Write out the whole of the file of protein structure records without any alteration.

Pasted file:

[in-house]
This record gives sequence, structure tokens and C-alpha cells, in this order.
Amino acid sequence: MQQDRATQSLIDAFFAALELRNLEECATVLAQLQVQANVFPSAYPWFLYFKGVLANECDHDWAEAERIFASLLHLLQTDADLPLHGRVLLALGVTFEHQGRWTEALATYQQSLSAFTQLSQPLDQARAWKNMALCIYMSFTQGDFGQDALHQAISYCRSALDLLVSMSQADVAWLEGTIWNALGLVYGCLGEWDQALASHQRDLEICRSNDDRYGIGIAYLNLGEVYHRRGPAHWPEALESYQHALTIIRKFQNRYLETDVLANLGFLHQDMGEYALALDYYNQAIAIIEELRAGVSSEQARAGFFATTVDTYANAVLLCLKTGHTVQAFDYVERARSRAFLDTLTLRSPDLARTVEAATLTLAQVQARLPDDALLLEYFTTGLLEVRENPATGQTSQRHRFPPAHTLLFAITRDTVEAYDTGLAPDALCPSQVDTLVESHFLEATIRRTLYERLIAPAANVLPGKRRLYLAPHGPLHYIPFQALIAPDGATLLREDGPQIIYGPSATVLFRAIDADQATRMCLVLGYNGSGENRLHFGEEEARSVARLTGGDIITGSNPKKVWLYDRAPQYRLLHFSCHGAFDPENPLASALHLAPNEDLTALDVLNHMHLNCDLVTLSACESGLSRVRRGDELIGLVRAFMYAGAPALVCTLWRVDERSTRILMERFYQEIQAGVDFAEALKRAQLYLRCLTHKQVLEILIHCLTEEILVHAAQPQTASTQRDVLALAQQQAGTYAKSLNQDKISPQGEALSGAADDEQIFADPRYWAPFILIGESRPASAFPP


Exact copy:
[in-house]
This record gives sequence, structure tokens and C-alpha cells, in this order.
Amino acid sequence: MQQDRATQSLIDAFFAALELRNLEECATVLAQLQVQANVFPSAYPWFLYFKGVLANECDHDWAEAERIFASLLHLLQTDADLPLHGRVLLALGVTFEHQGRWTEALATYQQSLSAFTQLSQPLDQARAWKNMALCIYMSFTQGDFGQDALHQAISYCRSALDLLVSMSQADVAWLEGTIWNALGLVYGCLGEWDQALASHQRDLEICRSNDDRYGIGIAYLNLGEVYHRRGPAHWPEALESYQHALTIIRKFQNRYLETDVLANLGFLHQDMGEYALALDYYNQAIAIIEELRAGVSSEQARAGFFATTVDTYANAVLLCLKTGHTVQAFDYVERARSRAFLDTLTLRSPDLARTVEAATLTLAQVQARLPDDALLLEYFTTGLLEVRENPATGQTSQRHRFPPAHTLLFAITRDTVEAYDTGLAPDALCPSQVDTLVESHFLEATIRRTLYERLIAPAANVLPGKRRLYLAPHGPLHYIPFQALIAPDGATLLREDGPQIIYGPSATVLFRAIDADQATRMCLVLGYNGSGENRLHFGEEEARSVARLTGGDIITGSNPKKVWLYDRAPQYRLLHFSCHGAFDPENPLASALHLAPNEDLTALDVLNHMHLNCDLVTLSACESGLSRVRRGDELIGLVRAFMYAGAPALVCTLWRVDERSTRILMERFYQEIQAGVDFAEALKRAQLYLRCLTHKQVLEILIHCLTEEILVHAAQPQTASTQRDVLALAQQQAGTYAKSLNQDKISPQGEALSGAADDEQIFADPRYWAPFILIGESRPASAFPP